The Reign of the Phallus: Sexual Politics in Ancient Athens

The Reign of the Phallus: Sexual Politics in Ancient Athens


By (author) Eva C. Keuls

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  • Publisher: University of California Press
  • Format: Paperback | 477 pages
  • Dimensions: 150mm x 226mm x 28mm | 885g
  • Publication date: 27 April 1993
  • Publication City/Country: Berkerley
  • ISBN 10: 0520079299
  • ISBN 13: 9780520079298
  • Illustrations note: 345 b&w illustrations
  • Sales rank: 689,847

Product description

At once daring and authoritative, this book offers a profusely illustrated history of sexual politics in ancient Athens. The phallus was pictured everywhere in ancient Athens: painted on vases, sculpted in marble, held aloft in gigantic form in public processions, and shown in stage comedies. This obsession with the phallus dominated almost every aspect of public life, influencing law, myth, and customs, affecting family life, the status of women, even foreign policy. This is the first book to draw together all the elements that made up the 'reign of the phallus' - men's blatant claim to general dominance, the myths of rape and conquest of women, and the reduction of sex to a game of dominance and submission, both of women by men and of men by men. In her elegant and lucid text Eva Keuls not only examines the ideology and practices that underlay the reign of the phallus, but also uncovers an intense counter-movement - the earliest expressions of feminism and antimilitarism. Complementing the text are 345 reproductions of Athenian vase paintings. Some have been reproduced in a larger format and gathered in an appendix for easy reference and closer study. These revealing illustrations are a vivid demonstration that classical Athens was more sexually polarized and repressive of women than any other culture in Western history.

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Author information

Eva C. Keuls is Classics Professor at the University of Minnesota, the author of many scholarly articles, and a recognized authority on both Greek literature and vase painting. She is a fellow of the Institute for Advanced Study in Princeton.

Review quote

"This book is well written and intended for a wide audience; both the professional scholar and the general reader will find it provocative and diverting."--Sarah B. Pomeroy, "Classical World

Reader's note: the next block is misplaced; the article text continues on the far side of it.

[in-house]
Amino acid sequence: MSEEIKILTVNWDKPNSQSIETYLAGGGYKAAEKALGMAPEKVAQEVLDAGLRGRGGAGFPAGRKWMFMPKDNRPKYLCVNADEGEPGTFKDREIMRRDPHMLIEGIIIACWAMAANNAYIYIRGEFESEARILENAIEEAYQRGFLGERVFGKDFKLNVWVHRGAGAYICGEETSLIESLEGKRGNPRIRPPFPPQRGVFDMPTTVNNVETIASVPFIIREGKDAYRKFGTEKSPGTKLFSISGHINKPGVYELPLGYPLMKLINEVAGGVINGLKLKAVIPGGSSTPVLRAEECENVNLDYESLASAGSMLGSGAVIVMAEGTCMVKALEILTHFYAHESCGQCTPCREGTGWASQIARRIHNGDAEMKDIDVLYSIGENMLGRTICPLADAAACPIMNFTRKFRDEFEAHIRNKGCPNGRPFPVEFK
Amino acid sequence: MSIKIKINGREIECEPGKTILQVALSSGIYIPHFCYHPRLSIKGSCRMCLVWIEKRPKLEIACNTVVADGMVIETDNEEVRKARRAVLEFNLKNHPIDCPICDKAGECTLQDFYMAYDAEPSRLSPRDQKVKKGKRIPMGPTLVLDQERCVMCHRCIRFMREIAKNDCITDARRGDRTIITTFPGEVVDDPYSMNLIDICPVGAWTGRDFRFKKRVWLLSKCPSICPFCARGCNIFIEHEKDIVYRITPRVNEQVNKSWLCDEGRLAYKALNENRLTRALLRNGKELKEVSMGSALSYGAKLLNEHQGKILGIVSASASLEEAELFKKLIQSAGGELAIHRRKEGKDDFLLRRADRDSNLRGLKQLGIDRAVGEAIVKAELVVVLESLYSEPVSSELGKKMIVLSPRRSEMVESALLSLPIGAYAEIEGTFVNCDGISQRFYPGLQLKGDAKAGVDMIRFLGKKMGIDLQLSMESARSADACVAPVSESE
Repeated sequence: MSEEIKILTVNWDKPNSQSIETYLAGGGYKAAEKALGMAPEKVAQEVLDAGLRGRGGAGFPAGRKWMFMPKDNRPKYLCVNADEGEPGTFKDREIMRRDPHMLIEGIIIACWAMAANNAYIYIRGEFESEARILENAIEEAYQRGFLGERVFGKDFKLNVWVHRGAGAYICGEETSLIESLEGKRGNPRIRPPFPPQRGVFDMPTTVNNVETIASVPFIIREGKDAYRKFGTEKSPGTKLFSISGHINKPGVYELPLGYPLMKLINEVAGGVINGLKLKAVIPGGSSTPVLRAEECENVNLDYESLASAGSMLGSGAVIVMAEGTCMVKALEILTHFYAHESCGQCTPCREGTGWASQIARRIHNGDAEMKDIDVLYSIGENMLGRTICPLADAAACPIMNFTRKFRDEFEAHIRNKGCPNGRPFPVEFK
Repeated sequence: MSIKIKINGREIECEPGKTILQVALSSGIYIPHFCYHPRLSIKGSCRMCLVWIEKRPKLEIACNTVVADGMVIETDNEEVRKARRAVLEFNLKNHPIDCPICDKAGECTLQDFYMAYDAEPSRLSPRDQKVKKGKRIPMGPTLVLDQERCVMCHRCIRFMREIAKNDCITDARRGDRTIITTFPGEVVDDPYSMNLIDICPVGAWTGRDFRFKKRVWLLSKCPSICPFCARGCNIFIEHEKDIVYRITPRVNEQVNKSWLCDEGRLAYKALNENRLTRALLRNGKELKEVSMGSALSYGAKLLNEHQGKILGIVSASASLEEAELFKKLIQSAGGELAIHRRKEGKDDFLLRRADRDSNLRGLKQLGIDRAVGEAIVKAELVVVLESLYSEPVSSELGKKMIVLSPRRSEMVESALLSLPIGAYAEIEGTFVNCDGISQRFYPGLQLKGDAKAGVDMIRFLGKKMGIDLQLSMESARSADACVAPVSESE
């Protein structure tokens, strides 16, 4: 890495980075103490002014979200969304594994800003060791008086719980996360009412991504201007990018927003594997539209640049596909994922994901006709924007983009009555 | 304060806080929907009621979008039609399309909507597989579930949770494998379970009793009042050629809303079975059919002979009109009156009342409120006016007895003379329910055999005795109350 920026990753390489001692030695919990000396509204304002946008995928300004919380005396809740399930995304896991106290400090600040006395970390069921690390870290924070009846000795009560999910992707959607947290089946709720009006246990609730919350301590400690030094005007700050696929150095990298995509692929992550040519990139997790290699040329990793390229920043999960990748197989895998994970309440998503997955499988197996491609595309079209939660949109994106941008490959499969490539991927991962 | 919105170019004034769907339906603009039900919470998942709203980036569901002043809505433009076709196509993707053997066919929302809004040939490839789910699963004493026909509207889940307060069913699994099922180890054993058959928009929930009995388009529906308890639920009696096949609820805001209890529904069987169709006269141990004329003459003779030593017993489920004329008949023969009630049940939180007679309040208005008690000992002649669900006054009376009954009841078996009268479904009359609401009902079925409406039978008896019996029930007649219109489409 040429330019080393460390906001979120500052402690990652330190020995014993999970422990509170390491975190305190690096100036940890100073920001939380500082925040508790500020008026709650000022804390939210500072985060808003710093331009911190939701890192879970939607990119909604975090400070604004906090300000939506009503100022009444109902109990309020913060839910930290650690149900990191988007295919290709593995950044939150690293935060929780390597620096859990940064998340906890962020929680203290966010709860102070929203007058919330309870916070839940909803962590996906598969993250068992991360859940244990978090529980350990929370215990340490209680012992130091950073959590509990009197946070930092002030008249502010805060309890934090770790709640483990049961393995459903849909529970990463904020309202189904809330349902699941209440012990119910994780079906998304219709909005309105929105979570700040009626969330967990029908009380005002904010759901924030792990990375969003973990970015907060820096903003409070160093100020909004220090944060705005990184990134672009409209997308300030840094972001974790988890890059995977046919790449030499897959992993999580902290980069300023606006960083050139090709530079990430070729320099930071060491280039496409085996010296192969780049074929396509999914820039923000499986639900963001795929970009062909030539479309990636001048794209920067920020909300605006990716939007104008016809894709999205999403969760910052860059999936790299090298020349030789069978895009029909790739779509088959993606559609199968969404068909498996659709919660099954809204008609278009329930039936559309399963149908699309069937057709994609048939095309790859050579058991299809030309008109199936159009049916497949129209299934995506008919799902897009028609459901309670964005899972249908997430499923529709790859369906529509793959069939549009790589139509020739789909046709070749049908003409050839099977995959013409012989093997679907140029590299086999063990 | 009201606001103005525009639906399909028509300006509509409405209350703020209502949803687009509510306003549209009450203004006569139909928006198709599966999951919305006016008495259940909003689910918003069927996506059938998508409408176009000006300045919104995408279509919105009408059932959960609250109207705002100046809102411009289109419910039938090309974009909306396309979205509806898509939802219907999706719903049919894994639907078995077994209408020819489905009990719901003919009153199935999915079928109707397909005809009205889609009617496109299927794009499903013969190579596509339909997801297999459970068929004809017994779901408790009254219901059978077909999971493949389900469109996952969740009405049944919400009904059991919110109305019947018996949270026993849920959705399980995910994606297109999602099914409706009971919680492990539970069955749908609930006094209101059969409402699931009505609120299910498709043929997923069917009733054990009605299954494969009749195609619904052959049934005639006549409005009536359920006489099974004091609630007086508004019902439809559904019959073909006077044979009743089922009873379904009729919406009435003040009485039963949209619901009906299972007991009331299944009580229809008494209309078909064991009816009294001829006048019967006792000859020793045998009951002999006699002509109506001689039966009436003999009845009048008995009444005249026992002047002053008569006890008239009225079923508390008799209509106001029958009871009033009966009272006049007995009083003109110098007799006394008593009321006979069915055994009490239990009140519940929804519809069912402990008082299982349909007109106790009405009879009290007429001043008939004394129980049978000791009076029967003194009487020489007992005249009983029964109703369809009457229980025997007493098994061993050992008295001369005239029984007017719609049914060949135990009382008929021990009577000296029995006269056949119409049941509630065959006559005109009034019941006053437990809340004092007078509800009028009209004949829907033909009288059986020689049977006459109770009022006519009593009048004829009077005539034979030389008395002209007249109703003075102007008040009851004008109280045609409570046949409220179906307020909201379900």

Editorial reviews

A "gallop through the iconography of glorified aggression": a lively review that's a bit too fast and furious. Keuls (Classics, U. of Minnesota) writes very well in a popular vein, summarizing huge amounts of pictorial, literary, and historical material about the dreadful condition of women in Athens, particularly from 480 to 430 B.C. Athenian women had no political rights, got no formal education, were married very young in a virtual sales transaction, couldn't own property, were closely guarded at home, were often disdained by their husbands in favor of young boys or prostitutes, were belittled by misogynists from Hipponax to Aristotle - and found omnipresent reminders of their subjection in the phallic processions of the Greater Dionysia, the endless phallic jokes of Old Comedy, and the herms (statues of Hermes consisting of a head mounted on a post with a stylized erection). All this is bad enough, but Keuls makes things worse. She sees the whole city of Athens as divided into two antagonistic sexual spheres, "enclosed inner spaces" (the uterine prison of the women's quarters) and "colonaded semi-open areas" (the realm of phallic columns and male freedom). Marriage in Athens was horror pure and simple. But what about those tender, even heart-breaking funerary steles of young wives? "The pious inference that monuments, even those erected by husbands, imply good marriages is to be rejected as wishful and naive." What about the powerful feminist message in Alcestis or Hippolytus? Keuls ignores it. In a culminating flight of fancy she speculates that the famous mutilation of the herms in 415 B.C., on the eve of the Sicilian Expedition, was the work of female conspirators, free to roam the city during the festival of the Adonis. Keuls' imagination tends to run away with her, and she may mislead unsophisticated readers. But she's not a bitter ideologist; she's fair-minded and occasionally even funny. She's especially knowledgeable about vase-painting, but she draws on a wonderful variety of sources. A slightly wacky, but much-needed and quite stimulating, effort to demythologize "the glory that was Greece." (Kirkus Reviews)